Mathematical underpinnings

Machine learning and big data go hand-in-hand. Fitting a machine learning model to this data can be expensive. For example, training OpenAI’s popular GPT model required a process that took “1 month on 8 GPUs” (source).

Of course, it’d be convenient to get this results more quickly. But of course, performing more computation would cost a lot more. On Amazon EC2, using 32 GPUs for half a month would cost twice as much. Then, one questions is relevant: how can model training finish more quickly with same number of floating point operations?


These machine learning problems solve minimizations of the form

\[\widehat{w} = \arg\min_{w} \frac{1}{n}\sum_{i=1}^n f(w; z_i)\]

where \(z_i\) is the \(i\) for a scalar target variable \(y_i\) and a feature vector \(x_i\), then \(f(w, z_i)\) might measure the least squares loss with \(f(w; z_i) = (y_i - x_i^T w)^2\).

Typically, the number of examples \(n\) is very large. This is challenging for the optimization underlying machine learning. To help address this issue, the commonly used machine learning optimizations approximate the gradient with a small number of examples, aka the “batch size”. In the simplest form, these stochastic optimizations run updates of the form

\[w_{k+1} = w_k - \gamma_k \sum_{i=1}^B \nabla f(w_k; z_{i_s})\]

where \(\nabla f(w_k; z_{i_s})\) is the gradient for model \(w_k\) with example \(i_s\) where \(i_s\) is chosen uniformly at random.

This means the gradient is approximated with a constant number of examples \(B\) regardless of how different the gradients are for each example.

Why should the batch size grow?

Why should the batch size be constant? With poor initialization, the gradients for each example might point in the same direction. Using one example to approximate the gradient will suffice if the gradient for each example is exactly the same (or if \(\nabla f(w; z_i) = g\) for all \(i\) and some vector \(g\)).

Likewise, let’s say the model \(w\) is close to the optimum. Then the gradients for each example will point in different directions because the gradient for each example points to the optimal model for that example (and presumably all the data are unique).

This is best illustrated with a simple 1D example. Let’s perform a simple minimization for illustration:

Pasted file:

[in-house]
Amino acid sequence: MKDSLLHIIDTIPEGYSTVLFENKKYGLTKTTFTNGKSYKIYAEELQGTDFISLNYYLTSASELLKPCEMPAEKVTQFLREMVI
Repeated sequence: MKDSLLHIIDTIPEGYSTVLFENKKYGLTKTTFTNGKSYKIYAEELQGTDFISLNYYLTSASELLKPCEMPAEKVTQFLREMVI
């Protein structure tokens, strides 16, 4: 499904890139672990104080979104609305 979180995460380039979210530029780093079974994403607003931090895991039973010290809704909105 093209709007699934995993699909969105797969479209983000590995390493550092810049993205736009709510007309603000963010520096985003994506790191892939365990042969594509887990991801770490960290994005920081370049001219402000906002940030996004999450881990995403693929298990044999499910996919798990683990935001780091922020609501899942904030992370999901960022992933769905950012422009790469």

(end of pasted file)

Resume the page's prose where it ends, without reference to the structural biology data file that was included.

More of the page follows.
\[\color{red}{\widehat{w}} = \arg\min_{\color{orange}{w}} \sum_{i=1}^{10} \frac{1}{2}(\color{blue}{y_i} - \color{orange}{w})^2\]

Then the gradient for model \(w_k\) for each example will be \(\color{green}{g_i = y_i - w_k}\).

Example of how example gradients become more diverse as distance to optimum shrinks

These example gradients \(\color{green}{g_i}\) are pretty similar with poor initialization: they’re all positive, and only differ in magnitude (between values of 0.5 and 1.5). Near the optimum, they’re very different: some gradients are positive, some are negative and some are approximately zero.

This “gradient diversity” can be shown to increase in higher dimensions for various function classes. Gradient diversity measures the orthogonality between the gradients for each example 2. Complete details of how this grows can be found in Section 4.1 of Sievert et. al 1.

How should the batch size grow?

For neural networks, a method that geometrically increases the batch size as a function of epochs has shown really good performance. 3

If you have a strongly convex problem, it should grow geometrically with the number of model updates (not epochs). 4


“Improving the convergence of SGD with adaptive batch sizes”. Scott Sievert and Zachary Charles. 2019.


“Gradient Diversity: a Key Ingredient for Scalable Distributed Learning”. D Yin, A Pananjady, M Lam, D Papailiopoulos, K Ramchandran, P Bartlett. 2018.


“Don’t Decay the Learning Rate, Increase the Batch Size”. Samuel L. Smith, Pieter-Jan Kindermans, Chris Ying, and Quoc V. Le. 2017.


Chapter 5 of “Optimization methods for large-scale machine learning.” Bottou, Leon and Curtis, Frank E and Nocedal, Jorge. 2018.